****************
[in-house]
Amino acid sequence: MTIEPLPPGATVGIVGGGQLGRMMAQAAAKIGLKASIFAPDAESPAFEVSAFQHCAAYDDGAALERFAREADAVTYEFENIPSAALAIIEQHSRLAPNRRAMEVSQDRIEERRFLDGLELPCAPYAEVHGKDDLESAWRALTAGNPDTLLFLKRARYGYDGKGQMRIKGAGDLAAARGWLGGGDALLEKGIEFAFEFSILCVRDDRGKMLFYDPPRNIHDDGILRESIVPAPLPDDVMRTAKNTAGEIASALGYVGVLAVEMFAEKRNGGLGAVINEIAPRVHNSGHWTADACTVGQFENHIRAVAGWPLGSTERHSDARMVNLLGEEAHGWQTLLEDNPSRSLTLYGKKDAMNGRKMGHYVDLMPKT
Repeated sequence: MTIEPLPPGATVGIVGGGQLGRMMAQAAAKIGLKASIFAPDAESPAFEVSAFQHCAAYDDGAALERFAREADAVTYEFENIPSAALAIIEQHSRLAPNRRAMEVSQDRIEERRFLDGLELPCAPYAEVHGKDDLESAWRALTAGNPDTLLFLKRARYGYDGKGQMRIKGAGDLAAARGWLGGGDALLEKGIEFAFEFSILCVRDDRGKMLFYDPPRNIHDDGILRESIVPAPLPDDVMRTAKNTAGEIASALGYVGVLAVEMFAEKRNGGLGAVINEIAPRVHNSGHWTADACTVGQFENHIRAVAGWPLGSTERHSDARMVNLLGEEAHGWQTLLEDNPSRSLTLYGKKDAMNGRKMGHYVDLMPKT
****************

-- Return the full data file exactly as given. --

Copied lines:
[in-house]
Amino acid sequence: MTIEPLPPGATVGIVGGGQLGRMMAQAAAKIGLKASIFAPDAESPAFEVSAFQHCAAYDDGAALERFAREADAVTYEFENIPSAALAIIEQHSRLAPNRRAMEVSQDRIEERRFLDGLELPCAPYAEVHGKDDLESAWRALTAGNPDTLLFLKRARYGYDGKGQMRIKGAGDLAAARGWLGGGDALLEKGIEFAFEFSILCVRDDRGKMLFYDPPRNIHDDGILRESIVPAPLPDDVMRTAKNTAGEIASALGYVGVLAVEMFAEKRNGGLGAVINEIAPRVHNSGHWTADACTVGQFENHIRAVAGWPLGSTERHSDARMVNLLGEEAHGWQTLLEDNPSRSLTLYGKKDAMNGRKMGHYVDLMPKT
Repeated sequence: MTIEPLPPGATVGIVGGGQLGRMMAQAAAKIGLKASIFAPDAESPAFEVSAFQHCAAYDDGAALERFAREADAVTYEFENIPSAALAIIEQHSRLAPNRRAMEVSQDRIEERRFLDGLELPCAPYAEVHGKDDLESAWRALTAGNPDTLLFLKRARYGYDGKGQMRIKGAGDLAAARGWLGGGDALLEKGIEFAFEFSILCVRDDRGKMLFYDPPRNIHDDGILRESIVPAPLPDDVMRTAKNTAGEIASALGYVGVLAVEMFAEKRNGGLGAVINEIAPRVHNSGHWTADACTVGQFENHIRAVAGWPLGSTERHSDARMVNLLGEEAHGWQTLLEDNPSRSLTLYGKKDAMNGRKMGHYVDLMPKT